Beware of security flaws in Intel, AMD, ARM chipsets
The recently discovered security flaw in Intel processors has put almost millions of computers at risk giving hackers the leverage to steal sensitive information. It is being reported that this security flaw went unnoticed for a decade. Software giants are now working on fixing the flaw, but this could potentially slow down devices by upto 30 per cent.
Rajpreet Kaur, Senior Research Analyst, Gartner, explains, “The bug related to data leakage from privileged memory will require Intel to fix it by making changes to their chips. This bug has two main impacts: the first being ‘security impact’, as this flaw can be used by malware to exploit sensitive data from the memory; and the second ‘performance impact’ – although it is not very clear now, but in case this has a serious impact on performance, it will impact applications delivery.”
Intel has issued a list of Intelbased platforms impacted by this issue. This includes Intel Corei3 , Corei5, Corei7 processors (45nm and 32nm), Intel Core M processor family (45nm and 32nm), 2nd Generation, 3rd Generation, 4th Generation, 5th Generation, 6th Generation, 7th Generation and 8th Generation Intel Core processors, and others.
According to a post on Intel’s website, the company claims to have “started providing software and firmware updates to mitigate these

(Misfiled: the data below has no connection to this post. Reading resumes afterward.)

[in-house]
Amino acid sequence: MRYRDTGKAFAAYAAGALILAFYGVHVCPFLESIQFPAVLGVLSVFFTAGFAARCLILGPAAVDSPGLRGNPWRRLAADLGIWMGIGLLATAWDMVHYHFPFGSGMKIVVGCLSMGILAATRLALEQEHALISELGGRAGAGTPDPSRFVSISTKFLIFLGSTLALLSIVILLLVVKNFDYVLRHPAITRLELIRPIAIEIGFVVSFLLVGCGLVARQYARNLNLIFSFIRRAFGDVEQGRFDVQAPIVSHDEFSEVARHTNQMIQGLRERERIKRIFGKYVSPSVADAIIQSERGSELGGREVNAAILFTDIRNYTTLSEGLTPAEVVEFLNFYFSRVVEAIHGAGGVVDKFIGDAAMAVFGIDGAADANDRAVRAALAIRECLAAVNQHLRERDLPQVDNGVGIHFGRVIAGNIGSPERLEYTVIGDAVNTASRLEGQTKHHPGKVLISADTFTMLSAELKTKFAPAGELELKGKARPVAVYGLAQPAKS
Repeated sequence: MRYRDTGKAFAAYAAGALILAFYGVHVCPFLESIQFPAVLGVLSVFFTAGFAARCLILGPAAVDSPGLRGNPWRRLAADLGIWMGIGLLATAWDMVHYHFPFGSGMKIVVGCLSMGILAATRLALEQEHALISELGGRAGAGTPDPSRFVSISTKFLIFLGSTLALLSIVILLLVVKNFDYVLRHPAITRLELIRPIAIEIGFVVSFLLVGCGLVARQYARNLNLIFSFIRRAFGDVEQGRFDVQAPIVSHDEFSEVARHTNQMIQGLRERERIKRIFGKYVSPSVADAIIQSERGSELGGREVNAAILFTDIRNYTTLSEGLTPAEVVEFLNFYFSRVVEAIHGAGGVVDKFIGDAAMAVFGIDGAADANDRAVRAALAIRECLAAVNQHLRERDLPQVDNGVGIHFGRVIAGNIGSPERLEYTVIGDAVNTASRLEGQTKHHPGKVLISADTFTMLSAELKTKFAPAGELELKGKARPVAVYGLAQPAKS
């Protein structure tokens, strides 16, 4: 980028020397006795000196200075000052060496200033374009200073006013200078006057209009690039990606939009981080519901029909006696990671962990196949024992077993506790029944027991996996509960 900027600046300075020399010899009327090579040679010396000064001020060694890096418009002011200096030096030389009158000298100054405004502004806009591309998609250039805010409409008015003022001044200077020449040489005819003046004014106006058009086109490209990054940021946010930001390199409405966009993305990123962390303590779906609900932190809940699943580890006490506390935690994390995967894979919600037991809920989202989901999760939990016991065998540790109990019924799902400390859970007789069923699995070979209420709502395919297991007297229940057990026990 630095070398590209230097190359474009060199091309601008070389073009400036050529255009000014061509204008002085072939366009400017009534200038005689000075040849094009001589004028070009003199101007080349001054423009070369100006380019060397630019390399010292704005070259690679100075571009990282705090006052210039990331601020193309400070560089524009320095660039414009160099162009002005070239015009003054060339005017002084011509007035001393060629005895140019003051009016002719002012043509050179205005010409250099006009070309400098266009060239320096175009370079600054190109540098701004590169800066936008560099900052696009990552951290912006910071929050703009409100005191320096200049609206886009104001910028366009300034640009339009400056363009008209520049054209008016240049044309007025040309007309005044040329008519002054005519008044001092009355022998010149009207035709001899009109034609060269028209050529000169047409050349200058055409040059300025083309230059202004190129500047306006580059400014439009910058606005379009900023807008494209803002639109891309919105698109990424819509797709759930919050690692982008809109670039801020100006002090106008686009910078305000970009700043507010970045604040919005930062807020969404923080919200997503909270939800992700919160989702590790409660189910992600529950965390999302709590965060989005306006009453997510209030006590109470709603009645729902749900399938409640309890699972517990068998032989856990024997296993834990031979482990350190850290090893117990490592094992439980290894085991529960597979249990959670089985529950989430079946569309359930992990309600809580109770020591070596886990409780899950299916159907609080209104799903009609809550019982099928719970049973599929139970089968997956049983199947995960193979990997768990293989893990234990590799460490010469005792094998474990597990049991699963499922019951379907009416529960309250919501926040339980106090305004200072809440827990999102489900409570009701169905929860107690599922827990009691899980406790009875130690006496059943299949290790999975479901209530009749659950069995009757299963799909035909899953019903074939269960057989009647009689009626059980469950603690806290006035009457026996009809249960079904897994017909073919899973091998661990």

exploits. End users and systems administrators should check with their operating system vendors and system manufacturers, and apply any updates as soon as they are available”.
The company further clarified: “On January 3, 2018, a team of security researchers disclosed several software analysis methods that, when used for malicious purposes, have the potential to improperly gather sensitive data from many types of computing devices with many different vendors’ processors and operating systems. Intel is committed to product and customer security and to responsible disclosure. We worked closely with many other technology companies, including Advanced Micro Devices (AMD), ARM Holdings and several operating system vendors, to develop an industry-wide approach to mitigate this issue promptly and constructively.”
Kaur further recommends that users using public clouds must ask for an update from their platform providers on fixing the flaw. Make sure you are aware of any maintenance downtime which might be required. End users are required to apply patches to fix this bug through their OS. Closely monitor and test the performance impact before applying any changes to the applications infrastructure. Make sure to allocate sufficient memory to reduce the performance impact.